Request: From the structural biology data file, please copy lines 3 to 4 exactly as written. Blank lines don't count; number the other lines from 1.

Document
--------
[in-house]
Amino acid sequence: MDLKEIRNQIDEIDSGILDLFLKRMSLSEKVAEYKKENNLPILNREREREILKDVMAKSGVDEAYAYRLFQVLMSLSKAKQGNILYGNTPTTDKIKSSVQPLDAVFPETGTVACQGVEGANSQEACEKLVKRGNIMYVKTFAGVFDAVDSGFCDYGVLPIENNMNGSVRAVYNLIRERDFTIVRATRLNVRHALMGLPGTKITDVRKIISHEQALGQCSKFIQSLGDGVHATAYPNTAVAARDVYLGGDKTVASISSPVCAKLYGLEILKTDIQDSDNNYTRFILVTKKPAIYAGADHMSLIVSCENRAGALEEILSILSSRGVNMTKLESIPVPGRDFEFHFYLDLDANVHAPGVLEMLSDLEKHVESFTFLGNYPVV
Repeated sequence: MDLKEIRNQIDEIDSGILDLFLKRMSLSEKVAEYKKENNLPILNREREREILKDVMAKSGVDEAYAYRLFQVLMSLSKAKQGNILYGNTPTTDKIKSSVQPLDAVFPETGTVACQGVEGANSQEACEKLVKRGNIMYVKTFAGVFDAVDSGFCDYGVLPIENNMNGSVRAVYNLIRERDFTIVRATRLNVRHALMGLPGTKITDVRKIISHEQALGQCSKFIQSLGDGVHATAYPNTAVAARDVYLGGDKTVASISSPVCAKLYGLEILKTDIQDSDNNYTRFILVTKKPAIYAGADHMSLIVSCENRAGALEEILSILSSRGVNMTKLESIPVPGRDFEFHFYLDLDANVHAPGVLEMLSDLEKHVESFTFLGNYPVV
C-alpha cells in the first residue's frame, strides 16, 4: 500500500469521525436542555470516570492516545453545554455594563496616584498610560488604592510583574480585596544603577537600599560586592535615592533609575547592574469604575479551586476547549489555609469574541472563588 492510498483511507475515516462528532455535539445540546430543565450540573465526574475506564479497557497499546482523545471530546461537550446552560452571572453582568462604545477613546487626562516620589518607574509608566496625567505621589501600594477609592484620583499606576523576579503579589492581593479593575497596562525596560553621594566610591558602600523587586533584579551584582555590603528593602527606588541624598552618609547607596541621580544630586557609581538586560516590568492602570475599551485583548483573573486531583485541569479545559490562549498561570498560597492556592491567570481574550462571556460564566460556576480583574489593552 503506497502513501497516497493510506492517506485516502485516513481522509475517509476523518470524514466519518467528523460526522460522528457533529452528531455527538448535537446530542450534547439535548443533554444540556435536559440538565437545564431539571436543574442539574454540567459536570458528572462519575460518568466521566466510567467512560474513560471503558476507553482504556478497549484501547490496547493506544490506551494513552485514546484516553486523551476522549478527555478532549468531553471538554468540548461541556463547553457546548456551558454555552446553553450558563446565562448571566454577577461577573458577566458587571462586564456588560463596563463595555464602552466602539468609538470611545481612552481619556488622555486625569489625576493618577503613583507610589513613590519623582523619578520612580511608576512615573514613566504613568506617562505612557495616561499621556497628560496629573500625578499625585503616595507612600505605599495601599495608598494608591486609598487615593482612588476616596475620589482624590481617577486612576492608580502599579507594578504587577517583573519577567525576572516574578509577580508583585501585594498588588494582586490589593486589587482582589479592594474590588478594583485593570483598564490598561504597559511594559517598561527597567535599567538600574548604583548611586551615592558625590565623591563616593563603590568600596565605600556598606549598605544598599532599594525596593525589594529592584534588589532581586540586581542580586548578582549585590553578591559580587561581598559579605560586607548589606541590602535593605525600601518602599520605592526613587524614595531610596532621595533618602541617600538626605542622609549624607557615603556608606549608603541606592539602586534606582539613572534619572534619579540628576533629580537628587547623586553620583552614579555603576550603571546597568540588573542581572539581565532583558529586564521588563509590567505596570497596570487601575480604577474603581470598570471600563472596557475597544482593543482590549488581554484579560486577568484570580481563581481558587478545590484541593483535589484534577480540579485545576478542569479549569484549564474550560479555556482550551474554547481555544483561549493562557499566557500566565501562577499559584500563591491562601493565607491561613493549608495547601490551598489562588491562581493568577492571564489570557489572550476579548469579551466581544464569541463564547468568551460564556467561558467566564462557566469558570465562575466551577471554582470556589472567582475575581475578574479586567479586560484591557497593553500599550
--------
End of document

Repeated sequence: MDLKEIRNQIDEIDSGILDLFLKRMSLSEKVAEYKKENNLPILNREREREILKDVMAKSGVDEAYAYRLFQVLMSLSKAKQGNILYGNTPTTDKIKSSVQPLDAVFPETGTVACQGVEGANSQEACEKLVKRGNIMYVKTFAGVFDAVDSGFCDYGVLPIENNMNGSVRAVYNLIRERDFTIVRATRLNVRHALMGLPGTKITDVRKIISHEQALGQCSKFIQSLGDGVHATAYPNTAVAARDVYLGGDKTVASISSPVCAKLYGLEILKTDIQDSDNNYTRFILVTKKPAIYAGADHMSLIVSCENRAGALEEILSILSSRGVNMTKLESIPVPGRDFEFHFYLDLDANVHAPGVLEMLSDLEKHVESFTFLGNYPVV
C-alpha cells in the first residue's frame, strides 16, 4: 500500500469521525436542555470516570492516545453545554455594563496616584498610560488604592510583574480585596544603577537600599560586592535615592533609575547592574469604575479551586476547549489555609469574541472563588 492510498483511507475515516462528532455535539445540546430543565450540573465526574475506564479497557497499546482523545471530546461537550446552560452571572453582568462604545477613546487626562516620589518607574509608566496625567505621589501600594477609592484620583499606576523576579503579589492581593479593575497596562525596560553621594566610591558602600523587586533584579551584582555590603528593602527606588541624598552618609547607596541621580544630586557609581538586560516590568492602570475599551485583548483573573486531583485541569479545559490562549498561570498560597492556592491567570481574550462571556460564566460556576480583574489593552 503506497502513501497516497493510506492517506485516502485516513481522509475517509476523518470524514466519518467528523460526522460522528457533529452528531455527538448535537446530542450534547439535548443533554444540556435536559440538565437545564431539571436543574442539574454540567459536570458528572462519575460518568466521566466510567467512560474513560471503558476507553482504556478497549484501547490496547493506544490506551494513552485514546484516553486523551476522549478527555478532549468531553471538554468540548461541556463547553457546548456551558454555552446553553450558563446565562448571566454577577461577573458577566458587571462586564456588560463596563463595555464602552466602539468609538470611545481612552481619556488622555486625569489625576493618577503613583507610589513613590519623582523619578520612580511608576512615573514613566504613568506617562505612557495616561499621556497628560496629573500625578499625585503616595507612600505605599495601599495608598494608591486609598487615593482612588476616596475620589482624590481617577486612576492608580502599579507594578504587577517583573519577567525576572516574578509577580508583585501585594498588588494582586490589593486589587482582589479592594474590588478594583485593570483598564490598561504597559511594559517598561527597567535599567538600574548604583548611586551615592558625590565623591563616593563603590568600596565605600556598606549598605544598599532599594525596593525589594529592584534588589532581586540586581542580586548578582549585590553578591559580587561581598559579605560586607548589606541590602535593605525600601518602599520605592526613587524614595531610596532621595533618602541617600538626605542622609549624607557615603556608606549608603541606592539602586534606582539613572534619572534619579540628576533629580537628587547623586553620583552614579555603576550603571546597568540588573542581572539581565532583558529586564521588563509590567505596570497596570487601575480604577474603581470598570471600563472596557475597544482593543482590549488581554484579560486577568484570580481563581481558587478545590484541593483535589484534577480540579485545576478542569479549569484549564474550560479555556482550551474554547481555544483561549493562557499566557500566565501562577499559584500563591491562601493565607491561613493549608495547601490551598489562588491562581493568577492571564489570557489572550476579548469579551466581544464569541463564547468568551460564556467561558467566564462557566469558570465562575466551577471554582470556589472567582475575581475578574479586567479586560484591557497593553500599550